Procuring my wrap supplies was fun. I shopped online until I found the perfect open-weave, ivory scarf with gold threads subtly woven through. I went to my local fabric store and found netting in gold and silver metallic. I still felt, however, that something was missing. Brides…..lace and pearls! At that same fabric store I found a wide lace ornamented with pearls. But alas, it was bright white. So I called my sister who happens to be a crafter, and she suggested that I tea-dye the lace. So I did, turning it a perfect shade of ivory, a length of which i secured to the part of my tichel that would rest on my forehead. I was now ready to get ‘coiffed’ for my big day!
Rivka Malka came up with a gorgeous combo to get me to the chuppah (wedding canopy) in style. Blinged up, too, with a pin from my best friend’s mother in law, it lasted all the way through the first dance, at the end of which all of the excitement and jumping up and down brought it tumbling down. Time to re-wrap! So I enlisted the help of another friend and head wrapper in the community, Esther Gur, who had hosted a “tichel shower” for me a few weeks before the wedding, growing my collection. Esther created a lovely ‘do’ for me to wear for the remainder of the reception.
But ladies, this is only my story, and I wanted to find out about some of yours! So I went to the ladies of the Wrapunzel Community Group for some added material:
Jordan A., married three years and from Arizona reminisces:
I didn’t wrap full-time before getting married, but I did wrap for church and for some private prayer. I knew that the wrap I wore on my wedding day would be important because of a particular moment that occurred while dating my husband. He and I were praying together after a particularly rough day, and this is hard to put into words, but you could say I was feeling emotionally drained and empty spiritually. As he prayed, I got a strong feeling that I needed a scarf, so I dashed upstairs to retrieve one. He told me later how that struck him, and how it clearly influenced what was going on both between us and beyond. Knowing that he knew the power of wrapping definitely made me feel more confident choosing to wear a wrap over a traditional veil for our wedding day.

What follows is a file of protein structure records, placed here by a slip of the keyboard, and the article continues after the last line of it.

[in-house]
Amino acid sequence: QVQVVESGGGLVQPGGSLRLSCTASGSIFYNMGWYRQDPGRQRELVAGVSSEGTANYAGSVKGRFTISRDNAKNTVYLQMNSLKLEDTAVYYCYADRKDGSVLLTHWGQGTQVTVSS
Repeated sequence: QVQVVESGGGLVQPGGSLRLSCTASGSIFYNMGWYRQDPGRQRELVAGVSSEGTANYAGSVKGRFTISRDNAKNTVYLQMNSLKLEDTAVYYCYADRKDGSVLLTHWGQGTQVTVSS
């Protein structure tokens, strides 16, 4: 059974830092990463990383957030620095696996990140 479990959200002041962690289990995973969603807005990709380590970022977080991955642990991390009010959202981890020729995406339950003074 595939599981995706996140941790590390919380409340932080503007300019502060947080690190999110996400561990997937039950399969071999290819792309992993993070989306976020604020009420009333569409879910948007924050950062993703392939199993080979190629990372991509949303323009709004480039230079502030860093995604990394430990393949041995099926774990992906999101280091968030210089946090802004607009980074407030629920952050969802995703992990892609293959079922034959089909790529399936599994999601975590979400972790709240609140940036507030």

How did I come up with my wrap style? Actually, my husband was involved in the process of choosing the wrap. I kept my whole ensemble a surprise for him, but I asked him some questions about his preferences. He wanted me to use a scarf or scarves that I could wear after the wedding, and he wanted it to actually fully cover my hair, as opposed to most traditional veils that you can see through. Finally, he wanted me to wear my hair down underneath. It was a bit of a tall order!
Other than commemorating my wedding day itself, I didn’t have any milestones to celebrate by wrapping that day. At least not anything I can sum up in a few words! There was so much going on during that time frame as far as my “life journey” was concerned… way too much to put on paper at this time!
Check out this absolutely stunning pic of Jordan A. and her husband on their special day. It truly radiates the peace, love and spiritual depth they shared that day and beyond!
To sum things up, no matter what the occasion, but especially on days associated with life-cycle (and life-changing) events, covering one’s hair creates an indescribable, highly personal aura that radiates from a woman. It is an aura that is perceivable to all around her – her spouse, her family, and her friends. It is an aura that connects her to the divine within herself and with the Divine. It is an aura that bestows a bit of the Holy Presence upon our world, and for that, so many of us are eternally grateful.